The aim is to replace Liquified Petroleum Gas (LPG) with natural gas in all residential units and industrial developments as well as increasing the number of natural gas refilling stations for motor vehicles. According to an Abu Dhabi National Oil Company (ADNOC) official, work will begin on the pipeline by mid-2008. The company is also looking to extend its gas coverage to the industrial zones throughout the emirate.
The official told local press, "The work will start this year to construct a gas network to cover phase two of the Industrial City of Abu Dhabi (ICAD II), including all the big industries such as ceramics, glassware, chemicals, and so forth."
These plans for Abu Dhabi follow a similar project in the emirate of Sharjah, which holds 5% of the UAE's gas reserves. Sharjah Electricity and Water Authority (SEWA) has almost completed a project to connect residents of the emirate to a natural gas pipeline. Emirates General Petroleum Corporation (Emarat) and Dana Gas are also working on a 30km pipeline to take natural gas from Sharjah to the Hamriyah Free Zone, an industrial area within the emirate. Rashid al-Shamsi, the general manager of Emarat, told local reporters that this project, "will be an integral catalyst in fostering industrial growth and economic development."
The move towards residential and industrial use of natural gas within the UAE seems designed to make more cost effective use of gas supplies as natural gas is a cheaper option which allows for the increased export of LPG. However, both Sharjah and Abu Dhabi are somewhat dependent on cross border gas agreements. Crescent Petroleum, a shareholder in Dana Gas, is still in discussion with Iran over a deal to supply gas from the Salman field in the Gulf to Crescent for utilities and industrial users in the UAE. Agreement on pricing seems to be the sticking point as natural gas prices have risen significantly since the initial contract was discussed.
Abu Dhabi is also waiting for the Dolphin project to come on stream to alleviate the pressure on gas supplies in the emirate. The cross border energy deal with Qatar will see the import of 3.2bn cubic feet of natural gas a day. The project will also serve the northern emirates of the UAE as well as Oman in the largest single energy initiative in the Middle East.
The UAE is the third largest marketed producer of natural gas in the MENA region, according to OPEC's most recently published figures. However, despite this and despite sitting on the fifth largest gas reserves in the world, gas supply is presently a major concern for the UAE and Abu Dhabi. Largely as a result of significant real estate and industrial developments, the UAE has had to work extremely hard to meet the demands placed on its gas supply by domestic consumption, the utilities sector and oil recovery. As one industry insider told OBG, "summer 2006 was the first in which Abu Dhabi had to burn fuel oil for power generation. This is obviously less cost efficient than using gas and isn't a formula that the emirate will want to sustain."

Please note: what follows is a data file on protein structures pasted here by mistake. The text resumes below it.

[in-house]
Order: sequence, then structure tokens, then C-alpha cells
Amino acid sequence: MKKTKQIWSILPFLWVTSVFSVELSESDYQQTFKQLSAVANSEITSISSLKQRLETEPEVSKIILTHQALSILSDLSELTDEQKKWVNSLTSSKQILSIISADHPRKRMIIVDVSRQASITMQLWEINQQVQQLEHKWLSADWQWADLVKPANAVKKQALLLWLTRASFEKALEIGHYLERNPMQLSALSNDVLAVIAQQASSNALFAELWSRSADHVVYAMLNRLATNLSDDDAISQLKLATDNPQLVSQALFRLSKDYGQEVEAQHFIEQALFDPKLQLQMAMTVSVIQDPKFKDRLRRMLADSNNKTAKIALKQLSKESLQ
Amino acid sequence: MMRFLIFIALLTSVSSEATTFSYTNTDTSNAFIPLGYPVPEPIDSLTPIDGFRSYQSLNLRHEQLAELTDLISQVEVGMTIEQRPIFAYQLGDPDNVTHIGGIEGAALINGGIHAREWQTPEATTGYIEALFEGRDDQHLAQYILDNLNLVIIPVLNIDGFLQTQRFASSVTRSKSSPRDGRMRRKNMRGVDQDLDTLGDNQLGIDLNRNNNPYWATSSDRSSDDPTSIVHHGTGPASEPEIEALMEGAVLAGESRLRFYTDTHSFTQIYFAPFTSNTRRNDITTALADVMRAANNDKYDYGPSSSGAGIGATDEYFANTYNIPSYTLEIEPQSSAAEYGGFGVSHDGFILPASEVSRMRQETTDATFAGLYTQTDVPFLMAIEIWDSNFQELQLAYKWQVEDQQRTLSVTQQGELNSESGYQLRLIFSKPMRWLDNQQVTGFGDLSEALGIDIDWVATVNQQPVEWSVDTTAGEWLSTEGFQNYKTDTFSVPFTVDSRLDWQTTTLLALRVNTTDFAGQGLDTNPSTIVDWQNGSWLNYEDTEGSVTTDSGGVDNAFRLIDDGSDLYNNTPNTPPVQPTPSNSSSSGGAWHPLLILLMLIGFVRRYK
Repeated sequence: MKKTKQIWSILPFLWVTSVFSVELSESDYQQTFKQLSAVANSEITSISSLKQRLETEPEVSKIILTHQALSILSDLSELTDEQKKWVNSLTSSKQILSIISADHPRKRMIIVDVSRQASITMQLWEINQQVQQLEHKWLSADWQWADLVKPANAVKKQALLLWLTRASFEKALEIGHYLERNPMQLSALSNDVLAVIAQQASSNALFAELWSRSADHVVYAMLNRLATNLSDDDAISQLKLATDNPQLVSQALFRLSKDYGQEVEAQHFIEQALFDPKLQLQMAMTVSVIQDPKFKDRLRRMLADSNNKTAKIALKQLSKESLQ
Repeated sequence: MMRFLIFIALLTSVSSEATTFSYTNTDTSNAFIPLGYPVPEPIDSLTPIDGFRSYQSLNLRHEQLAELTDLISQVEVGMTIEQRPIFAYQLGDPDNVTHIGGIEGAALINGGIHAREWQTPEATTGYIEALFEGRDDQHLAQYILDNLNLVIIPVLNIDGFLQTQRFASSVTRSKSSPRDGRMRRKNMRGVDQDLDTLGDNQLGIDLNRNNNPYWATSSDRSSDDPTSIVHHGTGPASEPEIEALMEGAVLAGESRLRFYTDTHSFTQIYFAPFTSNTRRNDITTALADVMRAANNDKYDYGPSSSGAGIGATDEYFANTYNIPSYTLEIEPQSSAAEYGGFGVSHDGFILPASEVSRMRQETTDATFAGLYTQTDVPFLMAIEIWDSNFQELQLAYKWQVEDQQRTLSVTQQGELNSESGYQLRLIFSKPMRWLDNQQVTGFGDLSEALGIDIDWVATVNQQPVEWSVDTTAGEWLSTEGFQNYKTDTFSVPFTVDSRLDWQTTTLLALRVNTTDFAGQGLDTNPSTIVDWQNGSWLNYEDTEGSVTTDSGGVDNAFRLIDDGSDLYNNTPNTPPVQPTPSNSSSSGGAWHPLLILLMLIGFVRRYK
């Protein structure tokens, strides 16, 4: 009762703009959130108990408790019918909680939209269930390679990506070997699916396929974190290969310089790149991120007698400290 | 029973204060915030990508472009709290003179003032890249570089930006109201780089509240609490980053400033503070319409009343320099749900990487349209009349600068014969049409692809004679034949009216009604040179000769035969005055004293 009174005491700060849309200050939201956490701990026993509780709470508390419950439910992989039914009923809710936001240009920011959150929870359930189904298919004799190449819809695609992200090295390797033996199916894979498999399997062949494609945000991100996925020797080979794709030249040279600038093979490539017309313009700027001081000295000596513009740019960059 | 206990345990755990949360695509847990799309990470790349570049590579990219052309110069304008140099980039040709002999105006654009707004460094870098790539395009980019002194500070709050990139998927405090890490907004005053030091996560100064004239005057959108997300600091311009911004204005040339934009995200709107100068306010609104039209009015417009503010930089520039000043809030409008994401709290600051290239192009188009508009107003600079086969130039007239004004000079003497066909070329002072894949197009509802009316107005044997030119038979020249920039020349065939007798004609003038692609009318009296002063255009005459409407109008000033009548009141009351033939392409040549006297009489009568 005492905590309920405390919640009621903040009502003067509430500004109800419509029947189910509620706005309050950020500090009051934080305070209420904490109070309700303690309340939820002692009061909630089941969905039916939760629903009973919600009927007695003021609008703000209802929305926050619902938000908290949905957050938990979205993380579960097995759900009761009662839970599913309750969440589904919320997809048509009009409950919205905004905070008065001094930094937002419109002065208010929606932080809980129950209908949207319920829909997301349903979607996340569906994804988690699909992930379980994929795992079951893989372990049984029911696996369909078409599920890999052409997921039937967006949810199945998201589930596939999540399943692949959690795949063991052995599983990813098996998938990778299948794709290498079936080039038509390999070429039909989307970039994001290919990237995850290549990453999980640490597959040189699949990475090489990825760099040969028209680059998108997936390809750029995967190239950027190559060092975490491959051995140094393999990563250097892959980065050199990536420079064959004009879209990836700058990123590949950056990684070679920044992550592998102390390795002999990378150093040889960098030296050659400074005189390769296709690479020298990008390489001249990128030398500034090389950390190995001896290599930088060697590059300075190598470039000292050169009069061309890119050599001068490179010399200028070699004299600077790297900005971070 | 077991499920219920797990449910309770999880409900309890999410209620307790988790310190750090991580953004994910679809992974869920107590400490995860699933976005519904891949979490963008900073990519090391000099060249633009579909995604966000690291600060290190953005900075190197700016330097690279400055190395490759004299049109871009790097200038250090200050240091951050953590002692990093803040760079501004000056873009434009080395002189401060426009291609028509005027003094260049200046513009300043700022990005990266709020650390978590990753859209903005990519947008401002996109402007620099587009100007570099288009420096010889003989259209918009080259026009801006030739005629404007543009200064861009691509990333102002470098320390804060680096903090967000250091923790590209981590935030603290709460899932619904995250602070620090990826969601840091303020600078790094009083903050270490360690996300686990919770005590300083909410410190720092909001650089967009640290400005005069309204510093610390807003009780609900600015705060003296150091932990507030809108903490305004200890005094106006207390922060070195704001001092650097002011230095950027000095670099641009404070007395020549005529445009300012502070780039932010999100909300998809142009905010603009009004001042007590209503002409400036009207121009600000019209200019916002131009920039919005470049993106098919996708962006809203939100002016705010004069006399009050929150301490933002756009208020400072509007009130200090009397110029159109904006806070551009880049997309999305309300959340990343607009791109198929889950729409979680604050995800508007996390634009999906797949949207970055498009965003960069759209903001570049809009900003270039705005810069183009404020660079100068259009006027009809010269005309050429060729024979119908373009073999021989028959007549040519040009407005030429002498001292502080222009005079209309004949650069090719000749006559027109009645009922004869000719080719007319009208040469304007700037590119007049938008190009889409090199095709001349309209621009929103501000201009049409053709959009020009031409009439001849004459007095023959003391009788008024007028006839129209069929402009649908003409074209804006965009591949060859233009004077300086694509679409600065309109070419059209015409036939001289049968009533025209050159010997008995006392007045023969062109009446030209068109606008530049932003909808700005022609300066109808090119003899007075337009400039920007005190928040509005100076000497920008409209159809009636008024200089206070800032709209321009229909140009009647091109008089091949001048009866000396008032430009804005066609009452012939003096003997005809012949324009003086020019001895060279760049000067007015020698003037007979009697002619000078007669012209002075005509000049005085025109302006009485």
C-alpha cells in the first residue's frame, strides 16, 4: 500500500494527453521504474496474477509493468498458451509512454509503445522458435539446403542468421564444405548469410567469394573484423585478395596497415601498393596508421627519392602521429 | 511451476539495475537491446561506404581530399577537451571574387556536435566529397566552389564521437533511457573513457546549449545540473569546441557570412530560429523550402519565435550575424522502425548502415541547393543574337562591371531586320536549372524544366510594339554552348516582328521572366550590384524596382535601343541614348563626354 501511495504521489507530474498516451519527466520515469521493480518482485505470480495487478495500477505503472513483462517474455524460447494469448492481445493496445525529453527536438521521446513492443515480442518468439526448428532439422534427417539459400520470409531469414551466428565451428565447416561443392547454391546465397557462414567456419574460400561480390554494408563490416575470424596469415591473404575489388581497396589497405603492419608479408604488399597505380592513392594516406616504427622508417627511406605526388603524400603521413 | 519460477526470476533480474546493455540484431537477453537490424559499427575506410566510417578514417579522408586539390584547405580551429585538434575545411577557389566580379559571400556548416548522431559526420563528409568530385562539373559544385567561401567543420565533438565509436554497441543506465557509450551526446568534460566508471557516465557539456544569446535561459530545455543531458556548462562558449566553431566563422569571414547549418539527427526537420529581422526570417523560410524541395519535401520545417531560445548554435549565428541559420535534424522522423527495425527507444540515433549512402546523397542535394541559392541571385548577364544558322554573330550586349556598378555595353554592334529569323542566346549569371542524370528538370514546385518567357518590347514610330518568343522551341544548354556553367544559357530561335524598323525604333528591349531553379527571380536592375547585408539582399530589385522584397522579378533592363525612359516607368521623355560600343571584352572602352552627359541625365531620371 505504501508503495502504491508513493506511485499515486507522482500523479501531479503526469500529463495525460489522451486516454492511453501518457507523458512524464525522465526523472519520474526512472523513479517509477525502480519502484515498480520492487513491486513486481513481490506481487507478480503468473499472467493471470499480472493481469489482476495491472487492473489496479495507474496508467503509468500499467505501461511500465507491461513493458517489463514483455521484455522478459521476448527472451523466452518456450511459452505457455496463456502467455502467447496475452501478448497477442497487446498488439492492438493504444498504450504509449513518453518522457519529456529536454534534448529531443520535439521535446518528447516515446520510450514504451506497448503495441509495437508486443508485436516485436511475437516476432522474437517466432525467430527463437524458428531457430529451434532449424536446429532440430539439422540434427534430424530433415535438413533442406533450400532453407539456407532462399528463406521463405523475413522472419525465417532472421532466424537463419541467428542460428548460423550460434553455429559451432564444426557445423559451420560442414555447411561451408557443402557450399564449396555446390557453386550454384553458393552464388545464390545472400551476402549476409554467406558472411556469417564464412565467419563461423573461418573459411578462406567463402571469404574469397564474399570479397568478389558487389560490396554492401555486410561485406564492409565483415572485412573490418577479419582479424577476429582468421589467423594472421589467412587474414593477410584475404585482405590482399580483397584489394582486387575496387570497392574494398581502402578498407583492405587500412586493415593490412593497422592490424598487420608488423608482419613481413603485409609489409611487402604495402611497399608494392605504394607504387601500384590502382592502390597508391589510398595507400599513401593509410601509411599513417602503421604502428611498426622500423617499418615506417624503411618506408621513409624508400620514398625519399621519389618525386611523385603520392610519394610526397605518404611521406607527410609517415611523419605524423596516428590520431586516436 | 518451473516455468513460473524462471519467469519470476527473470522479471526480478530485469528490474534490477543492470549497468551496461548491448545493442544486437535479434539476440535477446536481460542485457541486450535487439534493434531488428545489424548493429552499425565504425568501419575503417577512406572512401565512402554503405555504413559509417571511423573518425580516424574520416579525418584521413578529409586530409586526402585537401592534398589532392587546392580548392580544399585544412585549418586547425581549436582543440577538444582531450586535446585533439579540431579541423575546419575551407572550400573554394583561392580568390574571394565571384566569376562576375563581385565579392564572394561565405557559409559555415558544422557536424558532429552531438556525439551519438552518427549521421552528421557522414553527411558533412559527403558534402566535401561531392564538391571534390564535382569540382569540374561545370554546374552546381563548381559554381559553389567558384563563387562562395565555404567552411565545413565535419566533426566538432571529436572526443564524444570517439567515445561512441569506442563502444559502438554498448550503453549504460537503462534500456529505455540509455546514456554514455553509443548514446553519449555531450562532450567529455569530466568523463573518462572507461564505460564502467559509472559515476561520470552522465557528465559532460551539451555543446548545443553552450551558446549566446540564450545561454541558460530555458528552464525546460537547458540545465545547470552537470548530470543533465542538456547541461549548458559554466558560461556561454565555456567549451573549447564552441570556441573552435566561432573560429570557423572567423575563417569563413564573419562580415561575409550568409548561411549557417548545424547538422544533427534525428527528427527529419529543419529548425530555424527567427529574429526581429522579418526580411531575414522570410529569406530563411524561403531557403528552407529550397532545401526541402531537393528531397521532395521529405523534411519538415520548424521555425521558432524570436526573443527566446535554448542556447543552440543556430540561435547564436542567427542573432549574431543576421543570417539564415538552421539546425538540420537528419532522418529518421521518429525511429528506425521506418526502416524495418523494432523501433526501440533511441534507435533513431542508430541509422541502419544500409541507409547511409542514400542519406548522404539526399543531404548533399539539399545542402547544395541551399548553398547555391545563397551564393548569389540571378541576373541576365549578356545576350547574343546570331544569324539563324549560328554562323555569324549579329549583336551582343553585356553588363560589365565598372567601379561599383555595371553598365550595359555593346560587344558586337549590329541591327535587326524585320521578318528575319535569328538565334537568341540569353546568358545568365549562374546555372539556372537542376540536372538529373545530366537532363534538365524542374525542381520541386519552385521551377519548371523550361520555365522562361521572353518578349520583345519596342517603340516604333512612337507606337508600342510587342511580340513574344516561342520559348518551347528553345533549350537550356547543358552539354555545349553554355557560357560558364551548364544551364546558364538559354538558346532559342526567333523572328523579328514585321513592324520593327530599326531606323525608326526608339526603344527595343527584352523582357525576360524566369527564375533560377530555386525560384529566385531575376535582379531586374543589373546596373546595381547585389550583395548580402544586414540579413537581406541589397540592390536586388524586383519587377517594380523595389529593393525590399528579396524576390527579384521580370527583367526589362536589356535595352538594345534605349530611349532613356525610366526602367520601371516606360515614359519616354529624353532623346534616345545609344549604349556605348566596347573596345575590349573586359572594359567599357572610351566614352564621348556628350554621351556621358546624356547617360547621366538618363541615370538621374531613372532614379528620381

Although the Dolphin project, which is expected to come on stream in 2007, will meet some of this demand, ADNOC is looking to increase its own production. Many of the international oil companies operating in the emirate are working with ADNOC to increase gas production and develop sour gas reserves. Deputy General Manager at Total Abu Al Bukhoosh, Sultan al-Hajji, told OBG that the Abu Al Bukhoosh field is now producing more gas than oil. Other companies such as Shell are working with ADNOC to source more opportunities for gas production.
Supreme Petroleum Council Secretary-General and CEO of ADNOC, Yousef Omair bin Yousef, recently told the local press that, "Abu Dhabi will witness a great leap in gas production and processing over the coming few years which will make it one of the biggest gas producers and exporters in the world." He also announced that the company will increase its gas production capacity from 4.5bn to more than 6bn cubic feet per day over the next two years. As part of this strategy, Abu Dhabi will look to double its exports of LPG in the next two years from 6bn tonnes to 12bn. Yousef also said, "We plan to tap sour gas and export it. We are communicating with various companies who have expressed interest. It will be a fair and open selection process."
It is in this context that Abu Dhabi is looking to phase out LPG locally and replace it with a natural gas network. This will provide a cheaper and safer supply for industries as well as a clean fuel alternative for vehicles. Therefore, despite concerns over gas production capacities meeting demand, the emirate is looking to take advantage of its abundant reserves to improve efficiencies at home and become a leading supplier abroad.